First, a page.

If I recall well, when US president John F. Kennedy was assassinated, the Vice president was immediately sworn in, barely an hour later, in mid-air, in the very plane that the late President had come with to Dallas, Texas where he was then shot.
The succession procedures exist in the 1995 Constitution, but we know how watered down that document has become. So given the political realities of Uganda today, we all know that the chances of a sitting president dying in office is the scenario with the highest probability to occur. And if it does happen, for the sake of stability, all citizens of Uganda must insist on the Vice President Edward Sekandi holding the country together. At least until the next elections. And we should all insist on him, not because he is Sekandi, or NRM, or a Muganda by tribe, but because he is the one holding the office of the Vice President.
If the entire country does not have this plan solidly grounded in the national understanding, even regardless of which person becomes Vice President in the future, who knows how many people out there could be plotting their own alternative succession plans right now as we speak, and at the terrible expense of the lives and livelihoods of all the people of this country?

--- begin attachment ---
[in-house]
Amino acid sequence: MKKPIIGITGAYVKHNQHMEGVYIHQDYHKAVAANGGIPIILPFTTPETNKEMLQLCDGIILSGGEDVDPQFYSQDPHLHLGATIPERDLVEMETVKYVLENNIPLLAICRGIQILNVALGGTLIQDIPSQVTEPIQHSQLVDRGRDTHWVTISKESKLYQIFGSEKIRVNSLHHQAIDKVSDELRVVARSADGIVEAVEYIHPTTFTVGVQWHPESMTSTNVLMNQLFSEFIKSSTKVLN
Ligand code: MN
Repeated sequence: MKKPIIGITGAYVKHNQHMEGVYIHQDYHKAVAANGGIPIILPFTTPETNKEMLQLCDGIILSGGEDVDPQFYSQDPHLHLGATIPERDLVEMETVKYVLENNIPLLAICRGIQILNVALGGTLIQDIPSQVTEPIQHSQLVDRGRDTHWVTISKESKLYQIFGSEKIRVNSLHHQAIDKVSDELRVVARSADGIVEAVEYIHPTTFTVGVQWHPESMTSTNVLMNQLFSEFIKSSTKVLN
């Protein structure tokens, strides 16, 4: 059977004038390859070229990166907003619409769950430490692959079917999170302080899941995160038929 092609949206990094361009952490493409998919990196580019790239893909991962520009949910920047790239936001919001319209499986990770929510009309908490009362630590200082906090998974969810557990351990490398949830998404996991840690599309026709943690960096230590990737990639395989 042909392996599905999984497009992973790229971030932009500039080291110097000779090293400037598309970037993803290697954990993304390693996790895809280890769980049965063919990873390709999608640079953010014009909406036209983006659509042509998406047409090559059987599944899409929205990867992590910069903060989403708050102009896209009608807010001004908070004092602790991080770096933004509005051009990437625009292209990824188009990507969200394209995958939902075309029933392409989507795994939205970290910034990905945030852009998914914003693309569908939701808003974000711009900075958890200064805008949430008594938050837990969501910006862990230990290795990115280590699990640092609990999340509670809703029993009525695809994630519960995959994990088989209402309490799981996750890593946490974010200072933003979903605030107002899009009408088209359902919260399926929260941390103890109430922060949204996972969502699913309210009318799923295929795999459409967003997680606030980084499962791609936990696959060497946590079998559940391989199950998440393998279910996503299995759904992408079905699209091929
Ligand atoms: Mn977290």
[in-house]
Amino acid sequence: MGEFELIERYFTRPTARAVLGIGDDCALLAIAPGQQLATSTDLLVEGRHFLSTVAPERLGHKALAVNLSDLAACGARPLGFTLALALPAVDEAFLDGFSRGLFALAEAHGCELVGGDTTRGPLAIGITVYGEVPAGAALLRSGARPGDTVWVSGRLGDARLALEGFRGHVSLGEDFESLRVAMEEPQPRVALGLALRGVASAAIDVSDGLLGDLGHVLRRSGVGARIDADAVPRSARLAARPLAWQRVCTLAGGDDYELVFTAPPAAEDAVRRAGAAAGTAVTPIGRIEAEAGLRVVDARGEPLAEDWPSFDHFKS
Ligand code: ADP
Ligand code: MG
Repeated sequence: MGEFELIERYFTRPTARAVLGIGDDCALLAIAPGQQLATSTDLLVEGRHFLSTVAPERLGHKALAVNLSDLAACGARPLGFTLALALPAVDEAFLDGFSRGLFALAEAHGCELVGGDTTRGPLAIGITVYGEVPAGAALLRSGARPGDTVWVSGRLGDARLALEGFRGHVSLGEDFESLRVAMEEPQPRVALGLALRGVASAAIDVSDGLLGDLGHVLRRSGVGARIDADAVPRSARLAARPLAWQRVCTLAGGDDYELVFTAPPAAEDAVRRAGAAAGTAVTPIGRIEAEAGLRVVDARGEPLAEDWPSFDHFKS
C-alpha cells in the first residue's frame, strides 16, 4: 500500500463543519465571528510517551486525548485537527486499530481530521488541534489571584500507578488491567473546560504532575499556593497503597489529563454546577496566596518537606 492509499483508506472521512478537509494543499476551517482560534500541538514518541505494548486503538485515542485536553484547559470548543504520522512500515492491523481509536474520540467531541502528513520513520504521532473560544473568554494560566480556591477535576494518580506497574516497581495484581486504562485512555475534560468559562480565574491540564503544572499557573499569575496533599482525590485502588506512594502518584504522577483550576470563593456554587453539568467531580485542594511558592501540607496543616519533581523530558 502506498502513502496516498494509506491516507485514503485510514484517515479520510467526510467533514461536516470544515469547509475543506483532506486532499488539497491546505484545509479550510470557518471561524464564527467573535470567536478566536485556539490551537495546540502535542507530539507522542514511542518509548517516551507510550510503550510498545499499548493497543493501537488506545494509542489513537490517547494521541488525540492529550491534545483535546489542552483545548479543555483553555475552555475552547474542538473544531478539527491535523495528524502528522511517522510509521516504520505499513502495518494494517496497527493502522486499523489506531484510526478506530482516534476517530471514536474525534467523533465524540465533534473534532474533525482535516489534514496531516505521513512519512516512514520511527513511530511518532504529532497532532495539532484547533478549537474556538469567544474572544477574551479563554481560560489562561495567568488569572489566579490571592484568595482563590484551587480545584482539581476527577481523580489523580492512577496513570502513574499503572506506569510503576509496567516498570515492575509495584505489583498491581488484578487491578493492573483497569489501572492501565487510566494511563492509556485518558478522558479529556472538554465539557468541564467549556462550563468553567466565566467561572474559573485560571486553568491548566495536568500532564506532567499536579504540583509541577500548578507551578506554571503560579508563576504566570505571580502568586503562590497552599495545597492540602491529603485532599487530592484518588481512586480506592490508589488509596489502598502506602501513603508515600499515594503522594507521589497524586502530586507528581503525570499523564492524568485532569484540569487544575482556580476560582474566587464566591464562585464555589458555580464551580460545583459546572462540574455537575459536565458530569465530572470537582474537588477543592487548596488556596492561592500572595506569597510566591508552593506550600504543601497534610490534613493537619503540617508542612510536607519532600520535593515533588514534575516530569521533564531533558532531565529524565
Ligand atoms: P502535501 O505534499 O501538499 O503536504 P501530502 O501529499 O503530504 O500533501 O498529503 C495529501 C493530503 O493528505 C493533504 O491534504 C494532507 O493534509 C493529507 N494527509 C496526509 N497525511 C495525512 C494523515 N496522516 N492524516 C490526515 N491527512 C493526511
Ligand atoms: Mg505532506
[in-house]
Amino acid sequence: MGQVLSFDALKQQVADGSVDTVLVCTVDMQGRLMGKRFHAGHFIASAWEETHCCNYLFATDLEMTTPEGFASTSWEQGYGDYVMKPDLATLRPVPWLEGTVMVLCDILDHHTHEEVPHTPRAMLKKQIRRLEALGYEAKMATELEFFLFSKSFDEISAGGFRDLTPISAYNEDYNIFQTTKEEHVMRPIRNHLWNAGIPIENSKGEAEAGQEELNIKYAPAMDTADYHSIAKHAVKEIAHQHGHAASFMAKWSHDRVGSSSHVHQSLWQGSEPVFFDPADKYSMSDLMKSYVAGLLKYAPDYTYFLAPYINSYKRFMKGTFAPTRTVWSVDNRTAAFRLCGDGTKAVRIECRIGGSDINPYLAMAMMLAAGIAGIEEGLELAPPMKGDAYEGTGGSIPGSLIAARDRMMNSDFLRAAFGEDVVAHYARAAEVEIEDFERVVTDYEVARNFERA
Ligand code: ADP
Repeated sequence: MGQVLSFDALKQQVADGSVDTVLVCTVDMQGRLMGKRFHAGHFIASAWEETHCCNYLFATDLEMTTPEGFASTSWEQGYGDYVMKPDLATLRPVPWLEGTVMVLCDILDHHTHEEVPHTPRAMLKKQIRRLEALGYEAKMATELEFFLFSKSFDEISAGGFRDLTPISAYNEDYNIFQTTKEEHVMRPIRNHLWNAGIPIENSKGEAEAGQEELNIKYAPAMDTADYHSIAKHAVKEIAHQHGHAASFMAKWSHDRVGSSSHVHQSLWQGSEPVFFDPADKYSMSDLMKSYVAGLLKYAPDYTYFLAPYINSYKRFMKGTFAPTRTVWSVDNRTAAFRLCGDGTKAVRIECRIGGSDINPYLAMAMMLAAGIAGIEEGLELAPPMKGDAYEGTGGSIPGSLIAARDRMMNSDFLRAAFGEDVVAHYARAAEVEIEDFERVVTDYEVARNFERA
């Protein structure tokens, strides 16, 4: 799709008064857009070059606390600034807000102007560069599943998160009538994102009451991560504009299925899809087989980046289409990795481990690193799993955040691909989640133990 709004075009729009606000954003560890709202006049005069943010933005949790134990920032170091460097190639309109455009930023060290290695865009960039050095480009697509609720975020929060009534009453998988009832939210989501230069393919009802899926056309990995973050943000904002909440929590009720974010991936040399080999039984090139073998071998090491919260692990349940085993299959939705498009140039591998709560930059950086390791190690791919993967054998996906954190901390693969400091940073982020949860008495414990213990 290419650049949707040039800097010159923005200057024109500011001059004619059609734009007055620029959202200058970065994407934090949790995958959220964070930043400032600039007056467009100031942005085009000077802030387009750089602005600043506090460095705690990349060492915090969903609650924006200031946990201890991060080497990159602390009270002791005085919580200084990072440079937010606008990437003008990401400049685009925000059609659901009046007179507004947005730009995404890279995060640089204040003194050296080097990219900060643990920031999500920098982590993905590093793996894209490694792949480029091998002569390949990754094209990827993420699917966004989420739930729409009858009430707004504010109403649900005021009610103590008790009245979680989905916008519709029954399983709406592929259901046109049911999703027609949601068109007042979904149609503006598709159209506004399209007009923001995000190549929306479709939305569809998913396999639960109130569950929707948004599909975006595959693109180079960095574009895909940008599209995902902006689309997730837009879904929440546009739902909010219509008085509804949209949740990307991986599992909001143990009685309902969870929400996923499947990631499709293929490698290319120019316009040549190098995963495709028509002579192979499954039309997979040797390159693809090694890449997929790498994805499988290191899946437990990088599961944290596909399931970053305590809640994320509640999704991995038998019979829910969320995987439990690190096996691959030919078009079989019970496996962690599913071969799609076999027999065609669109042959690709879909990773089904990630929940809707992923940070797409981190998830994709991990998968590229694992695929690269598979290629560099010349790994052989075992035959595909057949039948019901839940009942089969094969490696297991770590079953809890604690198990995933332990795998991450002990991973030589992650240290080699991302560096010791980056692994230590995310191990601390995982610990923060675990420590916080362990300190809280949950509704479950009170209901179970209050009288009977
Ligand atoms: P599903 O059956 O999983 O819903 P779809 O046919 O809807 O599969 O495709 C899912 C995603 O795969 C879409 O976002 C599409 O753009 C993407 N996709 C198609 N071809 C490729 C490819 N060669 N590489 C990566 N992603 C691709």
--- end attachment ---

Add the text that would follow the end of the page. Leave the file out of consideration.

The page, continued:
For the record, I highly suspect several people within, and others close to State House, to be secretely harbouring such ambitions, and just waiting for their “Jomo Kenyatta moment”.
Meanwhile, in 1978 the uncertainty in Kenya, and the lengthy political succession timelines meant that President Idi Amin literally averted a major crisis in Kenya where there was likely to be a collapse of the state and probable violence amongst the different powerful individuals, their tribes/ethnic groups, and their supporters.
By Amin ensuring that Daniel Arap Moï became Acting president until the KANU party conference, Kenya survived political anarchy.
And that is how Mzee Daniel Arap Moï became President of the Republic of Kenya, thanks to Idi Amin. Kenyans were literally saved from untold mayhem without them even knowing it, and the new Kenyan leader quietly maintained a deep and personal respect for Amin for the rest of his life mainly because of that episode. Looking back now, many might notice that he never made personal public statements for or against Idi Amin.
RIP Mzee Daniel Arap Moï & may God Almighty cleanse him of any earthly mistakes.
The writer is a son to
Former President Idi Amin Dada